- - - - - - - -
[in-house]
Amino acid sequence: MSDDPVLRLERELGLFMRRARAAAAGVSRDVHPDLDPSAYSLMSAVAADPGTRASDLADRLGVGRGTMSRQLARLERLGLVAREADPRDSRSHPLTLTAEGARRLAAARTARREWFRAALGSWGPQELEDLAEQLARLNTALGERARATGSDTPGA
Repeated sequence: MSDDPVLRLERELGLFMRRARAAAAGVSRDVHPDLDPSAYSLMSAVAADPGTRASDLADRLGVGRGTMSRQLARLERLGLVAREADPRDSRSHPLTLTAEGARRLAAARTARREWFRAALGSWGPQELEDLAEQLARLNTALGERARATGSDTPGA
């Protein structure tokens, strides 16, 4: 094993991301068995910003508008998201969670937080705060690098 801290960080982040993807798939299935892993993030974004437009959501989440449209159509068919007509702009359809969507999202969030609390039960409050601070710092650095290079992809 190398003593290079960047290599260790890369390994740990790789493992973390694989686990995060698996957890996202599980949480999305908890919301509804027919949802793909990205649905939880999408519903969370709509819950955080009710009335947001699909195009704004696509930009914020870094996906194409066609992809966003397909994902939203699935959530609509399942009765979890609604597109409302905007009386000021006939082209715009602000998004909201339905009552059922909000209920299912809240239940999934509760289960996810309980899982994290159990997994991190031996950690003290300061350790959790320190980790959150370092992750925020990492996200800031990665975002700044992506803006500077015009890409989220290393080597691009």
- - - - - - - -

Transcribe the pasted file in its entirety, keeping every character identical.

[in-house]
Amino acid sequence: MSDDPVLRLERELGLFMRRARAAAAGVSRDVHPDLDPSAYSLMSAVAADPGTRASDLADRLGVGRGTMSRQLARLERLGLVAREADPRDSRSHPLTLTAEGARRLAAARTARREWFRAALGSWGPQELEDLAEQLARLNTALGERARATGSDTPGA
Repeated sequence: MSDDPVLRLERELGLFMRRARAAAAGVSRDVHPDLDPSAYSLMSAVAADPGTRASDLADRLGVGRGTMSRQLARLERLGLVAREADPRDSRSHPLTLTAEGARRLAAARTARREWFRAALGSWGPQELEDLAEQLARLNTALGERARATGSDTPGA
């Protein structure tokens, strides 16, 4: 094993991301068995910003508008998201969670937080705060690098 801290960080982040993807798939299935892993993030974004437009959501989440449209159509068919007509702009359809969507999202969030609390039960409050601070710092650095290079992809 190398003593290079960047290599260790890369390994740990790789493992973390694989686990995060698996957890996202599980949480999305908890919301509804027919949802793909990205649905939880999408519903969370709509819950955080009710009335947001699909195009704004696509930009914020870094996906194409066609992809966003397909994902939203699935959530609509399942009765979890609604597109409302905007009386000021006939082209715009602000998004909201339905009552059922909000209920299912809240239940999934509760289960996810309980899982994290159990997994991190031996950690003290300061350790959790320190980790959150370092992750925020990492996200800031990665975002700044992506803006500077015009890409989220290393080597691009």